7. Dental practice management. There remains tremendous investor interest in the dental practice management arena. This is for at least two key reasons. First, everyone needs a dentist. Second, many state Medicaid programs have supported dentistry fairly well, especially children's dental needs. DPM companies now account for approximately 8 percent of U.S. dentists. According to CMS, Medicaid payments for dental care rose 63 percent to $7.3 billion from 2007 to 201015 and CMS predicts overall spending on dental services to have modest increases16. Certain large dental practice management companies in the United States have achieved more than $100 million in annual revenue and revenues continue to increase. We see tremendous interest in dental from many fronts.  The biggest headwinds in the DPM sector come from increased regulatory and litigation scrutiny to DPM structures and increased budget pressure at the state level. For example, during 2012 in Texas, a DPM company agreed to pay a $1.2 million settlement agreement related to Medicaid fraud and a bill was introduced in the legislature to strengthen regulation of DPM companies17. Another DPM firm faces a class action lawsuit.  

8. Rehabilitation and addictive treatment.
This is a tremendous growth area driven much like the urgent care center sector is driven. That is, rehabilitation and addictive treatment is something consumers actually want, and treatment is needed by a not insignificant part of the community. Results from the 2011 National Survey on Drug Use and Health show that a large treatment gap exists in the U.S. In 2011, "an estimated 21.6 million Americans (8.4 percent) needed treatment for a problem related to drugs or alcohol, but only about 2.3 million people (less than 1 percent) received treatment at a specialty facility."18 It is also increasingly paid for by payors and it is the kinds of treatment families are willing to expend large sums for. From 2002 to 2011, the National Survey found increases in respondents using Medicaid (23.1 percent increase) and Medicare (19.5 percent increase) payments for treatment and in 2011, 46.4 percent of survey respondents reported using out-of-pocket funds for treatment. Overall, the U.S. addiction treatment industry is expected to increase revenues by 55 percent from 2005 to 2014 and experience revenues of $34 billion by 201419.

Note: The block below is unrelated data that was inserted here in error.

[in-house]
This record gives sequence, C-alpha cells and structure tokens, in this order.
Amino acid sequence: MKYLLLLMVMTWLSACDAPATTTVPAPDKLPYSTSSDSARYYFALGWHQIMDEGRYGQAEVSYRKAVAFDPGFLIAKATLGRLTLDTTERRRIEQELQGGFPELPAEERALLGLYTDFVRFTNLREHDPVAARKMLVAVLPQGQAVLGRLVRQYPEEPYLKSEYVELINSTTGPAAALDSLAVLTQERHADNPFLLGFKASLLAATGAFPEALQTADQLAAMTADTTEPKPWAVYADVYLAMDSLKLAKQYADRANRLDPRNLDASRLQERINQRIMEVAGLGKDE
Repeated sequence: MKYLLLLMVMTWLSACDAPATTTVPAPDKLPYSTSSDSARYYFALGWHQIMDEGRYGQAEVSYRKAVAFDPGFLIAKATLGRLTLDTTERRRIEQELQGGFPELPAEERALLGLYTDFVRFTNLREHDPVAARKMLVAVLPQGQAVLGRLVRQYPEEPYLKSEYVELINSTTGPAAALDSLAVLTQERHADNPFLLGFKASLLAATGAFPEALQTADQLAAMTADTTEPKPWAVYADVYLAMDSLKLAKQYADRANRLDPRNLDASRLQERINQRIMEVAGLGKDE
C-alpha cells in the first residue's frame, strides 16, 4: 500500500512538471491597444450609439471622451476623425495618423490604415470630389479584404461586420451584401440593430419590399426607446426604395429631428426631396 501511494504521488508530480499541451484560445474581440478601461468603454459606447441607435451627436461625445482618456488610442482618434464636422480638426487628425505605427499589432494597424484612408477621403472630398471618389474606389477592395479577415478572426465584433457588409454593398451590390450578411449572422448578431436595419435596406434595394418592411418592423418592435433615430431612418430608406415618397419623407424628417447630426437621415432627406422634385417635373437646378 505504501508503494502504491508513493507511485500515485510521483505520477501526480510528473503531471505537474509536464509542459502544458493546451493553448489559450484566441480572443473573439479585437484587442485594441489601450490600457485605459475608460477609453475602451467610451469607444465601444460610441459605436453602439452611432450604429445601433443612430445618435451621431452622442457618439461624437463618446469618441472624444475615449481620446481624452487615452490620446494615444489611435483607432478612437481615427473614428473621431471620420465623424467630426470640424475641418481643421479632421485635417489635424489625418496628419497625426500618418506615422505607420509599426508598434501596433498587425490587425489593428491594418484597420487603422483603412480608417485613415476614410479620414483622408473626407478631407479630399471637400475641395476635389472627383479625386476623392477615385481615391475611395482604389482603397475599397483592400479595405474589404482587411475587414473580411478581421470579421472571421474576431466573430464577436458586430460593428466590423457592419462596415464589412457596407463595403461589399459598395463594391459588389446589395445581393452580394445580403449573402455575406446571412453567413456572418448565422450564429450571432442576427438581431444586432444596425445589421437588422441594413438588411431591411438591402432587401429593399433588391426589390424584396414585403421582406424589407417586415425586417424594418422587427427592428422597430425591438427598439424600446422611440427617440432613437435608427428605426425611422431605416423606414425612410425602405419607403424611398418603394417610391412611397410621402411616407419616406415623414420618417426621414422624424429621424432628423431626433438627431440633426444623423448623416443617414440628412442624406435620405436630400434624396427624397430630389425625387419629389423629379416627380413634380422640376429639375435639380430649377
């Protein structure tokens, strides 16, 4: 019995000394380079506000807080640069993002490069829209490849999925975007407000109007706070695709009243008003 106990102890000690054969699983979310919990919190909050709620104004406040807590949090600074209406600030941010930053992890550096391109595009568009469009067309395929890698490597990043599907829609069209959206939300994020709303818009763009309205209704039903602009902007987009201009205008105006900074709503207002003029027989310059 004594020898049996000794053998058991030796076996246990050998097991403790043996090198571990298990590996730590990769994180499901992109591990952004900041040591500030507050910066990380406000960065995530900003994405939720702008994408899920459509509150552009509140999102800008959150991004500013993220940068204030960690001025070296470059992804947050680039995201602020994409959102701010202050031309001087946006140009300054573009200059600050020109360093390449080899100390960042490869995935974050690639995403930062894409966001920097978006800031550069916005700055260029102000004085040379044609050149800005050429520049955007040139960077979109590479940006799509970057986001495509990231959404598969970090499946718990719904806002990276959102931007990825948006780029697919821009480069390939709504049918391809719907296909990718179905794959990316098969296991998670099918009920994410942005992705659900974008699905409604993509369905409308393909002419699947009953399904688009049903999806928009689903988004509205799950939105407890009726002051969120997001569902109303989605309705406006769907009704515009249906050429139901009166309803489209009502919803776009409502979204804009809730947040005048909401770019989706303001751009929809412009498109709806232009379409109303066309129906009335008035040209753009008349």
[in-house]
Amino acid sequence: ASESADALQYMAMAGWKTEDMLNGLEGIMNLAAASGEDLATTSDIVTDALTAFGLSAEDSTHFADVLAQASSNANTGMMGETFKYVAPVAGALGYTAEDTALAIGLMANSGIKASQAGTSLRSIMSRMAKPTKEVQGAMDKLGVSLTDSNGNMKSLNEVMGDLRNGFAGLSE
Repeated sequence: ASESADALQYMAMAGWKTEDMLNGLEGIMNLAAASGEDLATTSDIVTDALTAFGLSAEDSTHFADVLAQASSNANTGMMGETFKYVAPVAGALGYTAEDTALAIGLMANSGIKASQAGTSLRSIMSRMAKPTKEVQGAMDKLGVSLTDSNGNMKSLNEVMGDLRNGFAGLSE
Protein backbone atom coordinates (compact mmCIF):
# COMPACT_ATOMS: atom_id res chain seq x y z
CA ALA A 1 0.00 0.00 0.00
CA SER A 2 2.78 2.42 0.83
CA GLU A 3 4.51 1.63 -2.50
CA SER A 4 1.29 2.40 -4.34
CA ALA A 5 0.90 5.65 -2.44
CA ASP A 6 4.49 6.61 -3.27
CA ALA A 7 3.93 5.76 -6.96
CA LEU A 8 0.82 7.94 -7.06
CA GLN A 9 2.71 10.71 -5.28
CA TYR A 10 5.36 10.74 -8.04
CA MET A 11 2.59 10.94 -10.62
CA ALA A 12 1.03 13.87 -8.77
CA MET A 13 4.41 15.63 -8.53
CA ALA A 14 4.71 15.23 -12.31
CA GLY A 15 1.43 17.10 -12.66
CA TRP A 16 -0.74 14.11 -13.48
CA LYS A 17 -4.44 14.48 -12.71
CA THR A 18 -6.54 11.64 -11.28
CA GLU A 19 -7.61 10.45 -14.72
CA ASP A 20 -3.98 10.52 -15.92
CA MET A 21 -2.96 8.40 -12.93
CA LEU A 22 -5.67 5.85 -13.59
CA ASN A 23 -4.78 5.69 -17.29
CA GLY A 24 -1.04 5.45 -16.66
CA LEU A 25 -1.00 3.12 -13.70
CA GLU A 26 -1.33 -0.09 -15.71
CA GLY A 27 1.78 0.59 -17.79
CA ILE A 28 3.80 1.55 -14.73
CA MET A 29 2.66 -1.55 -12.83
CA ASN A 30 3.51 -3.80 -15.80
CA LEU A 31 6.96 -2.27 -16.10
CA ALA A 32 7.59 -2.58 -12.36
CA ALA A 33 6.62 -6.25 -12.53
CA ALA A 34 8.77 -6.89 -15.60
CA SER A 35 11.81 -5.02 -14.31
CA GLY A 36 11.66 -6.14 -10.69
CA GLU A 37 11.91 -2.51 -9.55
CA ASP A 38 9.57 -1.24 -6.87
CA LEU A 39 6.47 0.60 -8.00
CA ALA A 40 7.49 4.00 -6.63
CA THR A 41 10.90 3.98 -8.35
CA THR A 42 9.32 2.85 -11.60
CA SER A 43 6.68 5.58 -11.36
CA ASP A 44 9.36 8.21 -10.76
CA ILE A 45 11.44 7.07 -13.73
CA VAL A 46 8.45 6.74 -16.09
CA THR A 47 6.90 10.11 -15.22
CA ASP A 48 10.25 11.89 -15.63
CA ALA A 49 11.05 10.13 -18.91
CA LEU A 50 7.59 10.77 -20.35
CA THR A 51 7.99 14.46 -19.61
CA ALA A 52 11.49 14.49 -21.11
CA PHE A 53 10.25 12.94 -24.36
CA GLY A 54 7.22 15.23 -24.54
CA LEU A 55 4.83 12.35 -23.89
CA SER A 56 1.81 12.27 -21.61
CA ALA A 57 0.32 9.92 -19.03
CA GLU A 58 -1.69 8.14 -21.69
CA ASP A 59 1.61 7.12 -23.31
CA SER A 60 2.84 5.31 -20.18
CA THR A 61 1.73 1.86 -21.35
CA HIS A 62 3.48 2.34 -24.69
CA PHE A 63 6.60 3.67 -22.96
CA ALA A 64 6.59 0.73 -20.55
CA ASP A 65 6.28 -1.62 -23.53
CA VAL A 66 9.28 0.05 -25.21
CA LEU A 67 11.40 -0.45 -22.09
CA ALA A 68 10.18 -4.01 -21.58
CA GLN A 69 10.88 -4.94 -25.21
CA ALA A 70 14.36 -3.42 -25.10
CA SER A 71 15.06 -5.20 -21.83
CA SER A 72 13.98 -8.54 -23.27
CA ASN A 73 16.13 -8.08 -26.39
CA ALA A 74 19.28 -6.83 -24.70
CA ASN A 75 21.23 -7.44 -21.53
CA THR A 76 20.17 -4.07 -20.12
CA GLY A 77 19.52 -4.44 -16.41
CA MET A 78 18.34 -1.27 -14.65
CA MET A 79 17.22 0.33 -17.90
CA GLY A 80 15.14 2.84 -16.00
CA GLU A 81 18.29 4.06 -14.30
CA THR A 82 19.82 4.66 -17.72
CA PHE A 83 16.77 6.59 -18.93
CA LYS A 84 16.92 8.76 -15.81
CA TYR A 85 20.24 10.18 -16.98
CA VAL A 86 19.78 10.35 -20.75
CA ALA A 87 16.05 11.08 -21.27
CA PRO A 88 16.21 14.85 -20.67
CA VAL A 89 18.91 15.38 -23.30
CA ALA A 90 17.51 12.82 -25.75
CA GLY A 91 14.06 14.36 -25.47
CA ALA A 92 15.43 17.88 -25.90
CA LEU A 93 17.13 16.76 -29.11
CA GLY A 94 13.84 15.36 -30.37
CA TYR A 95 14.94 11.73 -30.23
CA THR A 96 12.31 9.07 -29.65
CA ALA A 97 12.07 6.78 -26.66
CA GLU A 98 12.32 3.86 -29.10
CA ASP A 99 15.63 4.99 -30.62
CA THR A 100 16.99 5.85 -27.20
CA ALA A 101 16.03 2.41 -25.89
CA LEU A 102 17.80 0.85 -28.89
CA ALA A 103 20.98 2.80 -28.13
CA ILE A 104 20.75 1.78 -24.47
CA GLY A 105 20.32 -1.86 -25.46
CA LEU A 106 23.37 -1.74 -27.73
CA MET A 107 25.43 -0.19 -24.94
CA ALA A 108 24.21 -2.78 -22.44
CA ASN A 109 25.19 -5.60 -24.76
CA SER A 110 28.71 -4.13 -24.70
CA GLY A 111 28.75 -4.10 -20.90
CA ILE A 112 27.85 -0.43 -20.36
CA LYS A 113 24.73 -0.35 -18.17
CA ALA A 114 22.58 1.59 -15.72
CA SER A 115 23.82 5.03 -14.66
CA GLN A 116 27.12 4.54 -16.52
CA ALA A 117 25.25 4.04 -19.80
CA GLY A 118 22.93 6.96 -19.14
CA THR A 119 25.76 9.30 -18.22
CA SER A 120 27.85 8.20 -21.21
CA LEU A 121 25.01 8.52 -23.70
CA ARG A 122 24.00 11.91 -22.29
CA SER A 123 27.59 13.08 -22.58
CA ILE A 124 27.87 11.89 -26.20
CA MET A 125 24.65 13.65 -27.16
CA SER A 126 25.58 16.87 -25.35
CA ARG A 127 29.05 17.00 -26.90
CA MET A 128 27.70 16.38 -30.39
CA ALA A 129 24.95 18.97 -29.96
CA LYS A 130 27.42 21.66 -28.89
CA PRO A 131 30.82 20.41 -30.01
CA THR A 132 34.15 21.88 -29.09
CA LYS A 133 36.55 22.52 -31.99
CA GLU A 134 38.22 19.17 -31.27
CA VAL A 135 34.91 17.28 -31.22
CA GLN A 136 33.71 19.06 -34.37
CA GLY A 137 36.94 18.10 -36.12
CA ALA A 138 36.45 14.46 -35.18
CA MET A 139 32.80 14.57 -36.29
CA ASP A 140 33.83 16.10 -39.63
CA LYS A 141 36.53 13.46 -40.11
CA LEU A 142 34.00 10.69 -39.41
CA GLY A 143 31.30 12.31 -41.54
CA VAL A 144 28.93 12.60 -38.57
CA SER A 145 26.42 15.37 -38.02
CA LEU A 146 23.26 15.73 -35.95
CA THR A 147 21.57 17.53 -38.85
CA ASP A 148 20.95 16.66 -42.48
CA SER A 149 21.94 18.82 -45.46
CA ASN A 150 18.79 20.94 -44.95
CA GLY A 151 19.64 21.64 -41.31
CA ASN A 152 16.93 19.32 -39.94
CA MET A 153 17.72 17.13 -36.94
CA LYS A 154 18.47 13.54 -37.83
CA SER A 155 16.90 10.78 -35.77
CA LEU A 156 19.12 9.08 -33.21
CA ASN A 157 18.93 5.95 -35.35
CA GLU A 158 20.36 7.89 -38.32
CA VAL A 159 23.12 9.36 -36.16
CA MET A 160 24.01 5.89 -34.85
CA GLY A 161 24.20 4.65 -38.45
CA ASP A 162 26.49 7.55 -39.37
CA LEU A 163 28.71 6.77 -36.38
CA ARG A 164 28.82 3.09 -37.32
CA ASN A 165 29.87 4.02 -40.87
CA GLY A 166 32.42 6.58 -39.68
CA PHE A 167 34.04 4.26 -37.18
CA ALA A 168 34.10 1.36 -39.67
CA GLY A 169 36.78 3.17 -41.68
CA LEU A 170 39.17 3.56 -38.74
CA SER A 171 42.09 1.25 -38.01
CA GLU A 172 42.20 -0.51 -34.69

9. Hospital-based specialists. The demand for hospital-based specialists remains fairly strong, including hospitalists, anesthesiologists, neurology, surgery, obstetrics and radiologists. The number of hospitalists has grown rapidly from around 1,000 hospitalists fifteen years ago to approximately 30,000 hospitalists in 201120. Hospitalists can be effective in reducing the time demands on revenue-generating admission-driven physicians. An article in JAMA noted that specialty hospitalists can act in a variety of cost-efficient ways for healthcare systems. For example, the potential for reduced liability costs associated with the continuous on-site presence of an obstetrician hospitalist or the satisfaction of the Level I trauma center requirement of always having a surgeon on-site with the presence of with a surgeon hospitalist21.  Anesthesia management remains a quickly growing business with more and more focus around the hospital.  Finally, hospitals continue to generate serious margins from interventional radiology.